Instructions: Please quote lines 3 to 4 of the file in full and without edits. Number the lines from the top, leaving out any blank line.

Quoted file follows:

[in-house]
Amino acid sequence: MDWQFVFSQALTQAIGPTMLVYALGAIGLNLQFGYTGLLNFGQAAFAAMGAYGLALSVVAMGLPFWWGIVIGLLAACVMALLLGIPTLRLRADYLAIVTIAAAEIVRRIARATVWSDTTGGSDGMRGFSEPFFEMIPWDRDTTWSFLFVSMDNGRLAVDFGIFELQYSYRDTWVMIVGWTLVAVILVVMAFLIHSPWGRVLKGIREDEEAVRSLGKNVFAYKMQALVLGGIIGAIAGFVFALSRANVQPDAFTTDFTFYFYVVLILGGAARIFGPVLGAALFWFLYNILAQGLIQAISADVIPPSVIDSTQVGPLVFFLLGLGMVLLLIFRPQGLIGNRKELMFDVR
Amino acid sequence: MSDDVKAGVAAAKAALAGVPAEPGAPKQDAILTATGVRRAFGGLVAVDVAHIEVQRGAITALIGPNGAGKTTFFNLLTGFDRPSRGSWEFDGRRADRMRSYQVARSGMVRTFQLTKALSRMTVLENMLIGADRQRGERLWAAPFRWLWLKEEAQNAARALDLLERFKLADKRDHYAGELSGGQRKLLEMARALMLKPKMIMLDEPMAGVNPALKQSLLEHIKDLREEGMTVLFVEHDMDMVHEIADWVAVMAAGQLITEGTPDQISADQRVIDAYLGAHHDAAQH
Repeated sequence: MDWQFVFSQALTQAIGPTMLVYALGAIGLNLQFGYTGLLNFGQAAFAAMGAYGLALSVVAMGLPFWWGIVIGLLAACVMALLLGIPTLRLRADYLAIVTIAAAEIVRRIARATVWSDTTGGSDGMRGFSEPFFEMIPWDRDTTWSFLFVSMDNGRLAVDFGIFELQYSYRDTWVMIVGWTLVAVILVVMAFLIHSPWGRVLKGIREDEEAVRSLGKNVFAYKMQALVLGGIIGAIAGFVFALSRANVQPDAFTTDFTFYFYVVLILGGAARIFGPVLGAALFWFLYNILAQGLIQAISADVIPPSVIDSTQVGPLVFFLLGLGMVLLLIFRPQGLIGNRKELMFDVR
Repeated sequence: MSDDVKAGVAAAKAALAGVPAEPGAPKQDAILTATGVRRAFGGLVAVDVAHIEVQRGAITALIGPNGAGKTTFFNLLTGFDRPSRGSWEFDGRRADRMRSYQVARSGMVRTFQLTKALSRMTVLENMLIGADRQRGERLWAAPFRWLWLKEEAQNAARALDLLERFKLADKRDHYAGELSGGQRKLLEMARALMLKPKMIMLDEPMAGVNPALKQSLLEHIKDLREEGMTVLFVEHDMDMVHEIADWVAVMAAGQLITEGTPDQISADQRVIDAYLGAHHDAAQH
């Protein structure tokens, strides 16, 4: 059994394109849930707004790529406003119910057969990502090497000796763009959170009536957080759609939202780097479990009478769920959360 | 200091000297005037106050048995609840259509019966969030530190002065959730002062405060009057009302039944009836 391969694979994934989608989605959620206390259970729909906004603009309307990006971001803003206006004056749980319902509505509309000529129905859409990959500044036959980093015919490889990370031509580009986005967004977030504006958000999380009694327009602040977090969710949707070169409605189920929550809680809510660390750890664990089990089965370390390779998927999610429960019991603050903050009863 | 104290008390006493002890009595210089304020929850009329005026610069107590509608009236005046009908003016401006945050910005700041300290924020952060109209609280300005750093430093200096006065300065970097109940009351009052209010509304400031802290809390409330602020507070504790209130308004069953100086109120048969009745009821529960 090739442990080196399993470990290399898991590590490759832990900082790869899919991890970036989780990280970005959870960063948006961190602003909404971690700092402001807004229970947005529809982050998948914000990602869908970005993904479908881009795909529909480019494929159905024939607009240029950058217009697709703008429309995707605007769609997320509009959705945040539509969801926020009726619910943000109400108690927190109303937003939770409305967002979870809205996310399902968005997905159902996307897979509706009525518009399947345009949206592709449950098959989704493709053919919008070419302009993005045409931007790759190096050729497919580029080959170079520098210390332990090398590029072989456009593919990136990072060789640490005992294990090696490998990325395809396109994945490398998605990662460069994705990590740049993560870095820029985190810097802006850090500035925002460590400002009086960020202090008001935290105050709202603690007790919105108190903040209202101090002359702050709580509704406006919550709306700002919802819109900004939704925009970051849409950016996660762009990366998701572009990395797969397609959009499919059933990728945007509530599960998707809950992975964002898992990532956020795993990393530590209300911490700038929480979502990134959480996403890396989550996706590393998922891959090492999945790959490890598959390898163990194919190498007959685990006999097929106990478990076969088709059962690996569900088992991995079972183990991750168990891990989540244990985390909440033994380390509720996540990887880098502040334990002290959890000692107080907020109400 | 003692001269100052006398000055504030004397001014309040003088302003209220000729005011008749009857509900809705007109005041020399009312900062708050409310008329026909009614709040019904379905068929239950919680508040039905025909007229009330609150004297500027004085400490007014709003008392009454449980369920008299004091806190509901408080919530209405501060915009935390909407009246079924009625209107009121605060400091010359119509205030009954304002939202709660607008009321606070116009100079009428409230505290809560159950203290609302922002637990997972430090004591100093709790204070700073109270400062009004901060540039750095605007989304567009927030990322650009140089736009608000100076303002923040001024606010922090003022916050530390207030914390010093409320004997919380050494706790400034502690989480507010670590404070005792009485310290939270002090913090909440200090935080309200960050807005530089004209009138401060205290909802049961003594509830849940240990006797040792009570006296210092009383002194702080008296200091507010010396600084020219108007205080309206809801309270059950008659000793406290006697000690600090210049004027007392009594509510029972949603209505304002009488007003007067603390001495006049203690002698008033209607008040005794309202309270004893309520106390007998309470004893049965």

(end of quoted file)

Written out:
Amino acid sequence: MSDDVKAGVAAAKAALAGVPAEPGAPKQDAILTATGVRRAFGGLVAVDVAHIEVQRGAITALIGPNGAGKTTFFNLLTGFDRPSRGSWEFDGRRADRMRSYQVARSGMVRTFQLTKALSRMTVLENMLIGADRQRGERLWAAPFRWLWLKEEAQNAARALDLLERFKLADKRDHYAGELSGGQRKLLEMARALMLKPKMIMLDEPMAGVNPALKQSLLEHIKDLREEGMTVLFVEHDMDMVHEIADWVAVMAAGQLITEGTPDQISADQRVIDAYLGAHHDAAQH
Repeated sequence: MDWQFVFSQALTQAIGPTMLVYALGAIGLNLQFGYTGLLNFGQAAFAAMGAYGLALSVVAMGLPFWWGIVIGLLAACVMALLLGIPTLRLRADYLAIVTIAAAEIVRRIARATVWSDTTGGSDGMRGFSEPFFEMIPWDRDTTWSFLFVSMDNGRLAVDFGIFELQYSYRDTWVMIVGWTLVAVILVVMAFLIHSPWGRVLKGIREDEEAVRSLGKNVFAYKMQALVLGGIIGAIAGFVFALSRANVQPDAFTTDFTFYFYVVLILGGAARIFGPVLGAALFWFLYNILAQGLIQAISADVIPPSVIDSTQVGPLVFFLLGLGMVLLLIFRPQGLIGNRKELMFDVR